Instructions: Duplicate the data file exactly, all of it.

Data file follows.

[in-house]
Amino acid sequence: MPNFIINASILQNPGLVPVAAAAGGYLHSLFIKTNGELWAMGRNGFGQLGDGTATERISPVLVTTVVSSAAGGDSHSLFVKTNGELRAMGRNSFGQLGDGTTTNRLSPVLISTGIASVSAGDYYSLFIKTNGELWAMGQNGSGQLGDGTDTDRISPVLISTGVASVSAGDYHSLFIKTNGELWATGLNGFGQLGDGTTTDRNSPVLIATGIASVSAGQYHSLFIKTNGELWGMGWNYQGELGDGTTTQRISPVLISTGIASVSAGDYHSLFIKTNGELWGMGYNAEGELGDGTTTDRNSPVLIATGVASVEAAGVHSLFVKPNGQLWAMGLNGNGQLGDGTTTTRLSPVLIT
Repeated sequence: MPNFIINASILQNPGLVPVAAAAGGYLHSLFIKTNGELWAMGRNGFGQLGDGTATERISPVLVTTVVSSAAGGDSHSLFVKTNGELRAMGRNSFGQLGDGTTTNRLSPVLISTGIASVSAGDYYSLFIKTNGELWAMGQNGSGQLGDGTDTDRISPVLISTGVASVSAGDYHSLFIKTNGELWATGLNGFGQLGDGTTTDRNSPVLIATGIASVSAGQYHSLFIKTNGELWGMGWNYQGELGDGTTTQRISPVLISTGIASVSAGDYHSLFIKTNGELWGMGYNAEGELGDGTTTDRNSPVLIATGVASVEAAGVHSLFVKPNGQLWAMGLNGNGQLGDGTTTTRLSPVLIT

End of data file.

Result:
[in-house]
Amino acid sequence: MPNFIINASILQNPGLVPVAAAAGGYLHSLFIKTNGELWAMGRNGFGQLGDGTATERISPVLVTTVVSSAAGGDSHSLFVKTNGELRAMGRNSFGQLGDGTTTNRLSPVLISTGIASVSAGDYYSLFIKTNGELWAMGQNGSGQLGDGTDTDRISPVLISTGVASVSAGDYHSLFIKTNGELWATGLNGFGQLGDGTTTDRNSPVLIATGIASVSAGQYHSLFIKTNGELWGMGWNYQGELGDGTTTQRISPVLISTGIASVSAGDYHSLFIKTNGELWGMGYNAEGELGDGTTTDRNSPVLIATGVASVEAAGVHSLFVKPNGQLWAMGLNGNGQLGDGTTTTRLSPVLIT
Repeated sequence: MPNFIINASILQNPGLVPVAAAAGGYLHSLFIKTNGELWAMGRNGFGQLGDGTATERISPVLVTTVVSSAAGGDSHSLFVKTNGELRAMGRNSFGQLGDGTTTNRLSPVLISTGIASVSAGDYYSLFIKTNGELWAMGQNGSGQLGDGTDTDRISPVLISTGVASVSAGDYHSLFIKTNGELWATGLNGFGQLGDGTTTDRNSPVLIATGIASVSAGQYHSLFIKTNGELWGMGWNYQGELGDGTTTQRISPVLISTGIASVSAGDYHSLFIKTNGELWGMGYNAEGELGDGTTTDRNSPVLIATGVASVEAAGVHSLFVKPNGQLWAMGLNGNGQLGDGTTTTRLSPVLIT